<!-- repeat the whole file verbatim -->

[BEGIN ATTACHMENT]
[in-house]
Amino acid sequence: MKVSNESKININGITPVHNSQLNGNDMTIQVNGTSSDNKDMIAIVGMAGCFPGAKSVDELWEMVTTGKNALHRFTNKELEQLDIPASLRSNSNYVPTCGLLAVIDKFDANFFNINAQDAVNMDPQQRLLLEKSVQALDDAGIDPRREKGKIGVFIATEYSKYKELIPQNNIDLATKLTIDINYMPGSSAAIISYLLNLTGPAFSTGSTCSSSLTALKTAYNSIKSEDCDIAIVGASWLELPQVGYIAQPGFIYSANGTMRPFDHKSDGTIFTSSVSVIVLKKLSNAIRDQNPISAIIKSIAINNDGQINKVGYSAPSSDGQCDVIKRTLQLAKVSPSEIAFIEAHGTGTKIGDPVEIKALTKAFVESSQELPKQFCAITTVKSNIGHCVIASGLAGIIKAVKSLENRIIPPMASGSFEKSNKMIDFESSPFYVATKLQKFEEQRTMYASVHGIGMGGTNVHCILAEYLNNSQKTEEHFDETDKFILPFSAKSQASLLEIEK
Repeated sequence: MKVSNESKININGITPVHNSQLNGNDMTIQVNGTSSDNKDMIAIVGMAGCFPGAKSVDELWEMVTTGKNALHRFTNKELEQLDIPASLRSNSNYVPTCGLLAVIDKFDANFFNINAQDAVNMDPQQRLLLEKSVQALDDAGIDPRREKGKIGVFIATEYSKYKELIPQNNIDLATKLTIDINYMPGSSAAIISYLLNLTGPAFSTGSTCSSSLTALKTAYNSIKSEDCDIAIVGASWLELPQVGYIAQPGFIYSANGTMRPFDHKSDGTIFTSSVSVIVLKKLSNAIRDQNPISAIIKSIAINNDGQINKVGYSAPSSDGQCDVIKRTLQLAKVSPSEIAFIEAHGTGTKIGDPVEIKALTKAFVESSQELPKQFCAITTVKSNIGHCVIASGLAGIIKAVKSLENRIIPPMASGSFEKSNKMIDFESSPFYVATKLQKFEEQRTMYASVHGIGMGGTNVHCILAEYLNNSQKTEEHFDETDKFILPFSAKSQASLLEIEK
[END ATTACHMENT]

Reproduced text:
[in-house]
Amino acid sequence: MKVSNESKININGITPVHNSQLNGNDMTIQVNGTSSDNKDMIAIVGMAGCFPGAKSVDELWEMVTTGKNALHRFTNKELEQLDIPASLRSNSNYVPTCGLLAVIDKFDANFFNINAQDAVNMDPQQRLLLEKSVQALDDAGIDPRREKGKIGVFIATEYSKYKELIPQNNIDLATKLTIDINYMPGSSAAIISYLLNLTGPAFSTGSTCSSSLTALKTAYNSIKSEDCDIAIVGASWLELPQVGYIAQPGFIYSANGTMRPFDHKSDGTIFTSSVSVIVLKKLSNAIRDQNPISAIIKSIAINNDGQINKVGYSAPSSDGQCDVIKRTLQLAKVSPSEIAFIEAHGTGTKIGDPVEIKALTKAFVESSQELPKQFCAITTVKSNIGHCVIASGLAGIIKAVKSLENRIIPPMASGSFEKSNKMIDFESSPFYVATKLQKFEEQRTMYASVHGIGMGGTNVHCILAEYLNNSQKTEEHFDETDKFILPFSAKSQASLLEIEK
Repeated sequence: MKVSNESKININGITPVHNSQLNGNDMTIQVNGTSSDNKDMIAIVGMAGCFPGAKSVDELWEMVTTGKNALHRFTNKELEQLDIPASLRSNSNYVPTCGLLAVIDKFDANFFNINAQDAVNMDPQQRLLLEKSVQALDDAGIDPRREKGKIGVFIATEYSKYKELIPQNNIDLATKLTIDINYMPGSSAAIISYLLNLTGPAFSTGSTCSSSLTALKTAYNSIKSEDCDIAIVGASWLELPQVGYIAQPGFIYSANGTMRPFDHKSDGTIFTSSVSVIVLKKLSNAIRDQNPISAIIKSIAINNDGQINKVGYSAPSSDGQCDVIKRTLQLAKVSPSEIAFIEAHGTGTKIGDPVEIKALTKAFVESSQELPKQFCAITTVKSNIGHCVIASGLAGIIKAVKSLENRIIPPMASGSFEKSNKMIDFESSPFYVATKLQKFEEQRTMYASVHGIGMGGTNVHCILAEYLNNSQKTEEHFDETDKFILPFSAKSQASLLEIEK